Increasing comparability among coral bleaching experiments

A. G. Grottoli, R. J. Toonen, R. van Woesik, R. Vega Thurber, M. E. Warner, R. H. McLachlan, J. T. Price, K. D. Bahr, I. B. Baums, K. D. Castillo, M. A. Coffroth, R. Cunning, K. L. Dobson, M. J. Donahue, J. L. Hench, R. Iglesias-Prieto, D. W. Kemp, C. D. Kenkel, D. I. Kline, I. B. KuffnerJ. L. Matthews, A. B. Mayfield, J. L. Padilla-Gamiño, S. Palumbi, C. R. Voolstra, V. M. Weis, H. C. Wu

Research output: Contribution to journalArticlepeer-review

8 Scopus citations

Abstract

Coral bleaching is the single largest global threat to coral reefs worldwide. Integrating the diverse body of work on coral bleaching is critical to understanding and combating this global problem. Yet investigating the drivers, patterns, and processes of coral bleaching poses a major challenge. A recent review of published experiments revealed a wide range of experimental variables used across studies. Such a wide range of approaches enhances discovery, but without full transparency in the experimental and analytical methods used, can also make comparisons among studies challenging. To increase comparability but not stifle innovation, we propose a common framework for coral bleaching experiments that includes consideration of coral provenance, experimental conditions, and husbandry. For example, reporting the number of genets used, collection site conditions, the experimental temperature offset(s) from the maximum monthly mean (MMM) of the collection site, experimental light conditions, flow, and the feeding regime will greatly facilitate comparability across studies. Similarly, quantifying common response variables of endosymbiont (Symbiodiniaceae) and holobiont phenotypes (i.e., color, chlorophyll, endosymbiont cell density, mortality, and skeletal growth) could further facilitate cross-study comparisons. While no single bleaching experiment can provide the data necessary to determine global coral responses of all corals to current and future ocean warming, linking studies through a common framework as outlined here, would help increase comparability among experiments, facilitate synthetic insights into the causes and underlying mechanisms of coral bleaching, and reveal unique bleaching responses among genets, species, and regions. Such a collaborative framework that fosters transparency in methods used would strengthen comparisons among studies that can help inform coral reef management and facilitate conservation strategies to mitigate coral bleaching worldwide.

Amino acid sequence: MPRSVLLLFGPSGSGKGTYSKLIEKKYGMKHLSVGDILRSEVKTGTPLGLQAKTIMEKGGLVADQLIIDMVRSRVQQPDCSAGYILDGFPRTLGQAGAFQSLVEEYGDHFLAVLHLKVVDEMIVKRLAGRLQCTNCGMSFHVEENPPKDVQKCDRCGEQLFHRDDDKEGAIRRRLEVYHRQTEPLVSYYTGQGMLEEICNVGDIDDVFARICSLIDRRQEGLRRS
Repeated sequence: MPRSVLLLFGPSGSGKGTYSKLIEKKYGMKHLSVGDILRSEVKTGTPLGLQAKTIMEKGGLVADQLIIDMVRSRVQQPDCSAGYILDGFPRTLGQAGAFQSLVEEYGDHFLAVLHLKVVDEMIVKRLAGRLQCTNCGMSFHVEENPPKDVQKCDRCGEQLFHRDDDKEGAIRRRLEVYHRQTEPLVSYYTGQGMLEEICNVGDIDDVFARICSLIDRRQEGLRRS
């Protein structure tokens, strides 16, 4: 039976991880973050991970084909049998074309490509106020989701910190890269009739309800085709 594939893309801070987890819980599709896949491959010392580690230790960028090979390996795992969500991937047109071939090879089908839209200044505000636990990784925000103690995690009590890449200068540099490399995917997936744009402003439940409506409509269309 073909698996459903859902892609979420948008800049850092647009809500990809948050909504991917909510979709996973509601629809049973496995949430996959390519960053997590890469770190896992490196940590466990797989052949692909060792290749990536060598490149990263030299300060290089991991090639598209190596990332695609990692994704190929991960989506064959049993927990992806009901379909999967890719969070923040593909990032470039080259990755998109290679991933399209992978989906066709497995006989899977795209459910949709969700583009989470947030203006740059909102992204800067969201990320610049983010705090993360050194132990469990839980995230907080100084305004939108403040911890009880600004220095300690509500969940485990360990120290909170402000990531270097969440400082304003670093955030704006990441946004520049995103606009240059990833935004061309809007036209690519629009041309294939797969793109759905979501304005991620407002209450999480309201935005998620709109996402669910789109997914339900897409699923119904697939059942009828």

Original languageEnglish (US)
Article numbere02262
JournalEcological Applications
Volume31
Issue number4
DOIs
StatePublished - Jun 2021

All Science Journal Classification (ASJC) codes

  • Ecology

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